We were fending off the last of a vicious summer cold. Alanis Morissette was crooning Uninvited on our cab driver's radio. The summer heat was waning as twilight approached, and we had eaten nothing but chicken noodle soup for a week. We were in the mood for a little pick-me-up, something romantic, something "knock-your-socks-offWow!"
And we found it: Sixth at Watkins, nestled in an unassuming building, is a hideaway for those in love.
Once inside, you'll think you've walked into an English parlor -- richly colored window dressings; soft, flowing patterns on the wallpaper; contrasts of mauve floral and solid designs on the linens; large, elegant arrangements of dried flowers; a well-stocked wine cabinet in the corner; candles, small lanterns and romantic music flowing throughout. We settled into a table in a remote corner of the room, as the last of the late-day sun streamed in through the Venetian blinds. We were in for an evening we'd never forget.
Tom: Everything about this place was remarkable. My first concern is always service. So I'll start by telling you about this wonderful woman I met there, Allison, an 11-year veteran of Sixth at Watkins who anticipated my every need before I voiced it. We were a match made in heaven: demand and immediate supply.
Julie: I'm convinced Tom was royalty in a past life. Allison started us off with cocktails and gave us a wine list, which was extensive, full of good quality wines, one for every palate.
As she left our table, Tom called after her, "Did I mention I was sick?" She smiled sweetly.
If she could keep that smile all night, I'd kidnap her and take her home with us.
Tom: Julie was the one who gave me this plague. . . . Moving on, I can't remember a time when I've gone to a restaurant, perused the menu and been unable to make a decision. The variety of entrees and appetizers was impressive.
Julie faced the same dilemma. After much hemming and hawing, she decided to be adventurous and try the frog legs -- a delicacy she had never had.
Julie: And Tom ordered the bacon-wrapped smoked mussels.
Tom: But I didn't inhale.
Julie: As he was giving his order, he asked Allison how he was going to get the mussels out of their shells if they were wrapped up in bacon.
She was still smiling sweetly. And again he said, "Did I mention I've been sick?"
She strolled off and quickly returned with a bottle of Kendall Jackson Merlot, for medicinal purposes, of course.
Tom: The wine and the horseradish sauce that accompanied my smoked mussels did the trick. I was beginning to feel like my old self again.
Julie: God help us.
Tom: I so enjoyed the tasty mussels that I almost forgot to ask Julie how she was enjoying her new experience -- you got it, she said, "It tastes like chicken."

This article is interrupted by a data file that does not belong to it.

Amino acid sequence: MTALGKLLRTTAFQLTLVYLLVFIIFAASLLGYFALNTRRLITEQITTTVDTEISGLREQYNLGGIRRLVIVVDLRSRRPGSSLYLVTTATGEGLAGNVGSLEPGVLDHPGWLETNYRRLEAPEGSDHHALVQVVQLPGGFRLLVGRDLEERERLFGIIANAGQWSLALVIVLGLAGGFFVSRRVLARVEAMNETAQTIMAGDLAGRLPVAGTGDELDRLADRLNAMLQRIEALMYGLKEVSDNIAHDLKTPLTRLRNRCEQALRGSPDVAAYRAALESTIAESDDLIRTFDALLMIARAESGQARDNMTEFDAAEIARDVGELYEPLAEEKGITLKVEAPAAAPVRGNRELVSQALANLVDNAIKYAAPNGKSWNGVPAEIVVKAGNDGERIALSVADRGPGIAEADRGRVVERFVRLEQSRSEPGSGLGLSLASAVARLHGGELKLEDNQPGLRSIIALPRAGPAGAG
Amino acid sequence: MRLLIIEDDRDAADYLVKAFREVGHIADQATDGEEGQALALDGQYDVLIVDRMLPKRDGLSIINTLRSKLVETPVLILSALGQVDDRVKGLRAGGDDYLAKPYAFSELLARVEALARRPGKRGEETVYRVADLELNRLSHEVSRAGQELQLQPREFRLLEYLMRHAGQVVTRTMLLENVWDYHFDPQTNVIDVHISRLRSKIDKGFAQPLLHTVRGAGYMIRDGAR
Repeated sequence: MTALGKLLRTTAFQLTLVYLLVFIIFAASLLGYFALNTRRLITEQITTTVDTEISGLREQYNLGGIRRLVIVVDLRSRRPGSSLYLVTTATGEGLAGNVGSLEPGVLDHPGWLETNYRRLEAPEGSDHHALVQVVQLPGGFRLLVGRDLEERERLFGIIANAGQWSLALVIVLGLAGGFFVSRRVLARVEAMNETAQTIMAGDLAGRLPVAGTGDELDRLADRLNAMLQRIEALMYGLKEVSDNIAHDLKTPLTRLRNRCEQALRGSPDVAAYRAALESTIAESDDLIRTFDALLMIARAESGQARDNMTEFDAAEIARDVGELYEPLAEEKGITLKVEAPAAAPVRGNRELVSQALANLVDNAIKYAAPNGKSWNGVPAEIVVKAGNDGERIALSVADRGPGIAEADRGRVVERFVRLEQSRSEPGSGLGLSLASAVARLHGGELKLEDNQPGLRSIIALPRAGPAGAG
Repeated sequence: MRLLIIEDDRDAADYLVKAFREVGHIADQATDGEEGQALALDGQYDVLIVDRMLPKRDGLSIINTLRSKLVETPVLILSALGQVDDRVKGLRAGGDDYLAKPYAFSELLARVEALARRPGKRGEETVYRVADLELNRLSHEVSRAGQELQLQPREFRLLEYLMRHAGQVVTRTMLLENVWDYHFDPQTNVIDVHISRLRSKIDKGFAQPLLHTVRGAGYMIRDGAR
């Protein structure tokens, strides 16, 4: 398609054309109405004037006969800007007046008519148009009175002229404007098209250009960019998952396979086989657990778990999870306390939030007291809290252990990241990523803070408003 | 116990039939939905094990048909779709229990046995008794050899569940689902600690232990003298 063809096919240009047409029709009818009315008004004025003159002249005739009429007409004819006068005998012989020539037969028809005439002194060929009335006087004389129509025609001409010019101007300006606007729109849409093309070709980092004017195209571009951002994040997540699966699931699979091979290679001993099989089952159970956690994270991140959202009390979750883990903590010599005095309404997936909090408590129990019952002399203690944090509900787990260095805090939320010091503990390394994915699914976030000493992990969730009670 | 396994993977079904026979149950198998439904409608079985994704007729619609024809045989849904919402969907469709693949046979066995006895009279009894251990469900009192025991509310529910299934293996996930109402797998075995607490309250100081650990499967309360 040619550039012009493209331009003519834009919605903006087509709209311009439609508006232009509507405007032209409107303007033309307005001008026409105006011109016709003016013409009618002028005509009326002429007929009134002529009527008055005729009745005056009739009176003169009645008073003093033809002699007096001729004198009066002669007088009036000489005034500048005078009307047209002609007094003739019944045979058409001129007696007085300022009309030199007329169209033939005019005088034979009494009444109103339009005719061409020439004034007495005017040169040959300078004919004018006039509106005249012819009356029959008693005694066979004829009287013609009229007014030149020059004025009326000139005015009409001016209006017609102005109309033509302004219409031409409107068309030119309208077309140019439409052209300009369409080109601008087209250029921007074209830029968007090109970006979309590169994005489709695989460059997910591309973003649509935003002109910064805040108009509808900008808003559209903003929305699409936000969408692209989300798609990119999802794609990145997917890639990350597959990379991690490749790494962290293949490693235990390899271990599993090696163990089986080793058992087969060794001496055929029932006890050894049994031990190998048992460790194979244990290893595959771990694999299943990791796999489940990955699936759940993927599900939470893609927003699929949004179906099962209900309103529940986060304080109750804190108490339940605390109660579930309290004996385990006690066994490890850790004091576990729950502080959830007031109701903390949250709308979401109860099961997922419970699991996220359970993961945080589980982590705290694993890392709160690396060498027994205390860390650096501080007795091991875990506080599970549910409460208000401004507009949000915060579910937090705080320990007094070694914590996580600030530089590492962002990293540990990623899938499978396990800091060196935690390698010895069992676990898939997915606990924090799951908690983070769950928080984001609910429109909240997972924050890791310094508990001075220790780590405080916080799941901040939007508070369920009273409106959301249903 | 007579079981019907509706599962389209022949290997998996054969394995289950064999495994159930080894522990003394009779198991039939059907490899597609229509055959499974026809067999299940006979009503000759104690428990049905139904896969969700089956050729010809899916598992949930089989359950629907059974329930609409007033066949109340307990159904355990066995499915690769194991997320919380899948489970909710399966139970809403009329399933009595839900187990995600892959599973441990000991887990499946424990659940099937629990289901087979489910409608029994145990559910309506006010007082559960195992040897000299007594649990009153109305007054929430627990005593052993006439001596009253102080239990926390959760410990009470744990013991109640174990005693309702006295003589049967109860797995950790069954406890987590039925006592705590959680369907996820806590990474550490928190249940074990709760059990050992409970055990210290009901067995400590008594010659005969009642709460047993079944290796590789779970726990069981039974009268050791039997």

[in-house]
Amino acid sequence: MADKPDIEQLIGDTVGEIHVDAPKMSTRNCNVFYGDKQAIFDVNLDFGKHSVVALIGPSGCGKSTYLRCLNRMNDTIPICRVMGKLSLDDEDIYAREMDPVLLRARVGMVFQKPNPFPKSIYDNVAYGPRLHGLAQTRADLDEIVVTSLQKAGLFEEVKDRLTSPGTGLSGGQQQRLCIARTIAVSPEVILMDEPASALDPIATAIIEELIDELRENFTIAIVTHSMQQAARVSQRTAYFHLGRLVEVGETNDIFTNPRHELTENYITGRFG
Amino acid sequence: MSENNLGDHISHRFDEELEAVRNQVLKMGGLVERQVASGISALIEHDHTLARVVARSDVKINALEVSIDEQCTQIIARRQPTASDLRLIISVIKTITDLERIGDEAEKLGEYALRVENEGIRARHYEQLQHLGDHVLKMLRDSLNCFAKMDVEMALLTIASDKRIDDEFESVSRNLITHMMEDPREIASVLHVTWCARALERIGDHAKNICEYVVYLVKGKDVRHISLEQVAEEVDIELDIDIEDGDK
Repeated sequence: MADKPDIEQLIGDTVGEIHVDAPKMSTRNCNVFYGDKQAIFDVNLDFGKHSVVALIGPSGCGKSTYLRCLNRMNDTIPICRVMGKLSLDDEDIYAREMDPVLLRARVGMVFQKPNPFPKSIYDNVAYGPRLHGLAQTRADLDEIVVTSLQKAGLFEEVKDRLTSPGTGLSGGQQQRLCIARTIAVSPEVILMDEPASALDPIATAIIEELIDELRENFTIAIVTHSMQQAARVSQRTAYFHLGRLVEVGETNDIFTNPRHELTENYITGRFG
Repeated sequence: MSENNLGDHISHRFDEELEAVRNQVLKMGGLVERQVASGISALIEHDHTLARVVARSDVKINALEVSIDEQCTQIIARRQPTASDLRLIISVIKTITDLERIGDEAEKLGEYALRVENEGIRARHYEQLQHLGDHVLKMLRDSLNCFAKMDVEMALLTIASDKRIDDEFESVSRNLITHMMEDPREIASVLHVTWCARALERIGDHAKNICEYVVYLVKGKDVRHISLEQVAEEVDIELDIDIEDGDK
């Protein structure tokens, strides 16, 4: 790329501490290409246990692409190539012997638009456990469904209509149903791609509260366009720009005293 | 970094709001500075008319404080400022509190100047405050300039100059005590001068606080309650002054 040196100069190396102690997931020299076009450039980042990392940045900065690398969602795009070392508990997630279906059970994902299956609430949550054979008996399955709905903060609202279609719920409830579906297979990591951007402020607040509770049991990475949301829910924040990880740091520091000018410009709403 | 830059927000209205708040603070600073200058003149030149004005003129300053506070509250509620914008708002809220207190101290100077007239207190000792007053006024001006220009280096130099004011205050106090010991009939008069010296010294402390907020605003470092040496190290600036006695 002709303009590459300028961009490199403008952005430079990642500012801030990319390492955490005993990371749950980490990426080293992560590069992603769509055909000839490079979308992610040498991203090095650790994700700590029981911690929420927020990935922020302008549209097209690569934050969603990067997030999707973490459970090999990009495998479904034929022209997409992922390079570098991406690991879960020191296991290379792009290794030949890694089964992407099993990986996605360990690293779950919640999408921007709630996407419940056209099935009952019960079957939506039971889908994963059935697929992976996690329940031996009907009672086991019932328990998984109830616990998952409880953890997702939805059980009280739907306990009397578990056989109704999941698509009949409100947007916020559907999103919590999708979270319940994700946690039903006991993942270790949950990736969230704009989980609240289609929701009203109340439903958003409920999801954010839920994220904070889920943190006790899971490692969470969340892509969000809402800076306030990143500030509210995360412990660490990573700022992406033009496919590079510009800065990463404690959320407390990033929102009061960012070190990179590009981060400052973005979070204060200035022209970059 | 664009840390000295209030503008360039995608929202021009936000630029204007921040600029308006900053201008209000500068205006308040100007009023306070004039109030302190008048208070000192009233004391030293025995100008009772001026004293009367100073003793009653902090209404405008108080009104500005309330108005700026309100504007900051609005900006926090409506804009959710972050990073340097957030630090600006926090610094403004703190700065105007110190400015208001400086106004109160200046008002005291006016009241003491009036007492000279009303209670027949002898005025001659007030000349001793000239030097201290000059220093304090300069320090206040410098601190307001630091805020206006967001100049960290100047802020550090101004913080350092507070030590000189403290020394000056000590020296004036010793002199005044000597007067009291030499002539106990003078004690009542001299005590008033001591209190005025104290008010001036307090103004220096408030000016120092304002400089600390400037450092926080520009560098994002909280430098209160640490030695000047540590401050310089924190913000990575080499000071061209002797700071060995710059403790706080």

Julie: Not exactly, they were more tender. The meat had a more savory taste. And the mustard-barbecue sauce that accented it was delicious. I ate every bit.
Tom: Then came the salads. I lobbied for some semblance of bleu cheese or ranch dressing, which Allison happily provided.
Julie: The sweet vinaigrette house dressing was every bit as good. The plentiful greens were crisp, as were all the vegetables on the salad.
Tom: I told Allison she was a good cook. Now comes the good part -- the entrees. I selected the filet mignon, which was finished with twin sauces of béarnaise and juice burgundy. Cooked medium.
Julie: And I chose the veal scaloppini Cinderella, which is sauteed with hearts of palm, baby shrimp and sauce béarnaise.
Tom: Tender and rich are the buzz words to describe these cuts of meat. My filet melted in my mouth. Absolute perfection.
Julie: I have never had veal you could slice with a fork. The combined tastes of the meat, shrimp and sauce was nothing short of decadent.
Tom: You know what's coming next. Julie finished off the evening with Death by Chocolate.
Julie: A confection that put me out of my misery.
Tom: Sixth at Watkins, owned by sisters Helen Watson and Michelle Reese, operates a successful catering business in addition to the offerings you'll find for lunch and dinner at the restaurant. We cannot rave enough about this place. All we can tell you is that you need to go, and you need to do it soon.
Tom Curran and Julie Gates are the proprietors of Floyd Manor Inn in Blackville, S.C. They may be reached for comment at (803) 284-3736.
What: Sixth at Watkins
Where: 559 Watkins St.
Hours: Lunch, 11 a.m. to 2:30 p.m. Monday through Friday; dinner, 6 p.m. until, Tuesday through Saturday
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